Stand-to! update Beginning May 2022, STAND-TO! will no longer be published on and/or distributed to its subscribers. Please continue to learn about the U.S. Army on and follow @USArmy on our social media platforms. Thank you for your continued interest in learning about the U.S. Army.

U.S. Army Budget FY 2021

Friday, March 20, 2020

What is it?

The U.S. Army’s FY21 Budget supports the National Defense Strategy (NDS) requirements and provides detailed strategic guidance for the U.S. Defense Department. NDS outlines the force needed to win future wars with next-generation combat systems, modernized doctrine and reorganized formations by 2028, to keep the Army ready to deploy, fight and win.

What are the current and past efforts of the Army?

The Army needs consistent funding levels and a predictable pattern of growth in all accounts and timely enactment of NDAA and appropriation bills.

The FY21 budget ($178.0B) continues to align funding to the Army’s six high-priority efforts and three other critical efforts:

  • Long-range precision fires
  • Next-generation combat vehicle
  • Future vertical lift
  • The network
  • Air and Missile defense
  • Soldier lethality

Efforts under the Army Rapid Capabilities and Critical Technologies Office:

  • Directed-energy Maneuver Short-Range Air Defense
  • High-Energy Laser, as part of the Indirect Fires Protection Capability
  • High-Powered Microwave, as part of the Indirect Fires Protection Capability

The FY21 budget resources the Army’s recruiting and retention missions, ensuring the current trajectory of modest end strength growth across the total force.

Quality of Life is a critical element of force readiness. This budget supports the Secretary of the Army’s and the Chief of Staff’s top five Quality of Life priorities:

  • Adequate investments in Family housing and barracks
  • Transforming the Defense Health Agency
  • Improving and adequately resourcing Child & Youth Services
  • Improving spouse employment opportunities
  • Minimizing the impact of PCS moves

What continued efforts does the Army have planned?

The Army will continue efforts to modernize and reform to develop and deliver better capabilities for Soldiers now and in the future including:

  • Updating the talent management paradigm
  • Adjusting operational concepts, policy and training methods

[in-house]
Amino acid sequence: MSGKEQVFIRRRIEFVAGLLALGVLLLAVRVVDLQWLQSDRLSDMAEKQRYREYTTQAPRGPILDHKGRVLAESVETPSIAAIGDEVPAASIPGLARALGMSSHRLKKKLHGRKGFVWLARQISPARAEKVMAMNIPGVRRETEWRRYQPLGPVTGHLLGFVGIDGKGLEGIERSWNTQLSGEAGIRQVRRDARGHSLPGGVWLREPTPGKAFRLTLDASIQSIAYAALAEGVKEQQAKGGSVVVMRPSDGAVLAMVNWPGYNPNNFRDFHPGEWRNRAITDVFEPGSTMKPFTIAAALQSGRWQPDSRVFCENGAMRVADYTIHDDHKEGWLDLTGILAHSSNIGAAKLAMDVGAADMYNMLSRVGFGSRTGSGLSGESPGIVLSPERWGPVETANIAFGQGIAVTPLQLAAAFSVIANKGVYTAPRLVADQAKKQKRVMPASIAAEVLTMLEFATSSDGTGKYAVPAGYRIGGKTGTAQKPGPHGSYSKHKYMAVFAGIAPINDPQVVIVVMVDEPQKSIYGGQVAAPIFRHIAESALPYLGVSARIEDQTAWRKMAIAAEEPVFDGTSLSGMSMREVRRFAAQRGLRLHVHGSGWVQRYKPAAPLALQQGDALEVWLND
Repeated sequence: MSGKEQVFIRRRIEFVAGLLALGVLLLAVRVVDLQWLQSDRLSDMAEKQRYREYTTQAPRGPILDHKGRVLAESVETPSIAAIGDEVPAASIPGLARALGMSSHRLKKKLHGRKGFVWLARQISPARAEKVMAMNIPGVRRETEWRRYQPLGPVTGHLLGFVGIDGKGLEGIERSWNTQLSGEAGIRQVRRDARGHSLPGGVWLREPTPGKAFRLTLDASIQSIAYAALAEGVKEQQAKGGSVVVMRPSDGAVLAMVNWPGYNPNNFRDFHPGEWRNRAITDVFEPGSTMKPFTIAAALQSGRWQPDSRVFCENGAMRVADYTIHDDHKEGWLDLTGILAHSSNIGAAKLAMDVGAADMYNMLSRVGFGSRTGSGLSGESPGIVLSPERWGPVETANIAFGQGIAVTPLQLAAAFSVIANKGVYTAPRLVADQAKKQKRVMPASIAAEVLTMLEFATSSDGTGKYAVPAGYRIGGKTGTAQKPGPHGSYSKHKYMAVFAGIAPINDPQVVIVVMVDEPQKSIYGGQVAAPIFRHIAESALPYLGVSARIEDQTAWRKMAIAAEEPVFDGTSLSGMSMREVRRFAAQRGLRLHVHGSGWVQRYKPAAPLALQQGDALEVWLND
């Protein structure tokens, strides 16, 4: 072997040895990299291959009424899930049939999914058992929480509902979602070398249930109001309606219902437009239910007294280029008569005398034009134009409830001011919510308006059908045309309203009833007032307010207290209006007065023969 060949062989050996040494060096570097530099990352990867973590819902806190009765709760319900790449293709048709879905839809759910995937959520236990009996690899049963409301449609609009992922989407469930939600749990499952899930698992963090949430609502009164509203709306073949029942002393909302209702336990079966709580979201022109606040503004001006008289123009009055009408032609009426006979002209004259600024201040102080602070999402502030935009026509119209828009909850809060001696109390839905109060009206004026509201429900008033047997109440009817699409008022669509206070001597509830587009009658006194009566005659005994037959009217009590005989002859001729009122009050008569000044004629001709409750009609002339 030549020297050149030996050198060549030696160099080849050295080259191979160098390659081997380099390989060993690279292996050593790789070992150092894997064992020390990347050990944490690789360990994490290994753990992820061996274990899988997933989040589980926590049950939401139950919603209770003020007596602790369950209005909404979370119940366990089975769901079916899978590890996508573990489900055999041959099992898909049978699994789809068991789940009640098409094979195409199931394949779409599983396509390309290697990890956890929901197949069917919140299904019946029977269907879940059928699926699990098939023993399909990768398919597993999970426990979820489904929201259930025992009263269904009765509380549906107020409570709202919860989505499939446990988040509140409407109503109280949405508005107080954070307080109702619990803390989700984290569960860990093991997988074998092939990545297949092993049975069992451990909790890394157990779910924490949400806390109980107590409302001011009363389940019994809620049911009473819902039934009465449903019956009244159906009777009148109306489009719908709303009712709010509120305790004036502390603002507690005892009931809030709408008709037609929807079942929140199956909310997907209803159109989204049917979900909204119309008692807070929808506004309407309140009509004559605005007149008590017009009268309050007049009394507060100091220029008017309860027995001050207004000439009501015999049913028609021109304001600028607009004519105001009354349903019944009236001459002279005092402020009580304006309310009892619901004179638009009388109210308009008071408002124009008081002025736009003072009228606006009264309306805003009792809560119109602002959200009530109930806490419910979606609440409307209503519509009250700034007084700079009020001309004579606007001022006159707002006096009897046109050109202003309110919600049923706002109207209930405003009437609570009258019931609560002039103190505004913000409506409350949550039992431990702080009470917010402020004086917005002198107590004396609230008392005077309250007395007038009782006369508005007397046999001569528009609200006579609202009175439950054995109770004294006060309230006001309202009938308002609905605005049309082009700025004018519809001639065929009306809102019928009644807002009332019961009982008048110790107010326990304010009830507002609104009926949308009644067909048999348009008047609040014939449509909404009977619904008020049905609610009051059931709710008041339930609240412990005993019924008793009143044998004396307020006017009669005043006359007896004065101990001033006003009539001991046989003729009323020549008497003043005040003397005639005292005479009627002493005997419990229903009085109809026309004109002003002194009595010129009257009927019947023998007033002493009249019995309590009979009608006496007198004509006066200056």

• Improving business processes
  • Creating efficiencies
  • Realigning money and the work force to meet high priorities

Given the current strategic environment and the capabilities of the near peer competitors, it is imperative the Army increases overmatch and dominance against all potential adversaries, and be capable of fighting and winning large-scale combat operations and multi-domain operations in the future.

While strategic and operational environments are changing, the Army will continue to build and sustain readiness, both tactical and strategic, for the full spectrum of military operations.

Why is this important to the Army?

The FY21 Budget will help the Army to transform from an Industrial age to an Information age. It will source the restoration of all linear industrial age processes to be more effective, protect the resources, and make better decisions to be the Army of tomorrow, today.


Related documents:

Related STAND-TO!:

Related articles:

Subscribe to STAND-TO! to learn about the U.S. Army initiatives.


March 2020

Women History Month: Visit Women in the U.S. Army

March 25: Medal of Honor Day: Visit Medal of Honor

March 29: National Vietnam War Veterans Day

April 2020

Sexual Assault Prevention & Awareness Month

Month of the Military Child | Visit U.S. Army Families

Day of Remembrance for Victims of the Holocaust

April 5: Gold Star Spouse’s Day | Visit Gold Star Survivors

April 17-19: Best Ranger Competition | Visit U.S. Army Rangers

April 19-25: Army Volunteer Recognition Week

April 22: 50th Anniversary of Earth Day

April 23: U.S. Army Reserve Birthday | Visit Army Reserve

Focus Quote for the Day

Our funding profile looks pretty flat and when you factor in inflation, it's actually a downturn. This year it's about a one percent downturn in real purchasing power. We need real purchasing power growth, three to five percent in future budgets.

Lt. Gen. Horlander, Military Deputy to the Assistant Secretary of the Army, Financial Management & Comptroller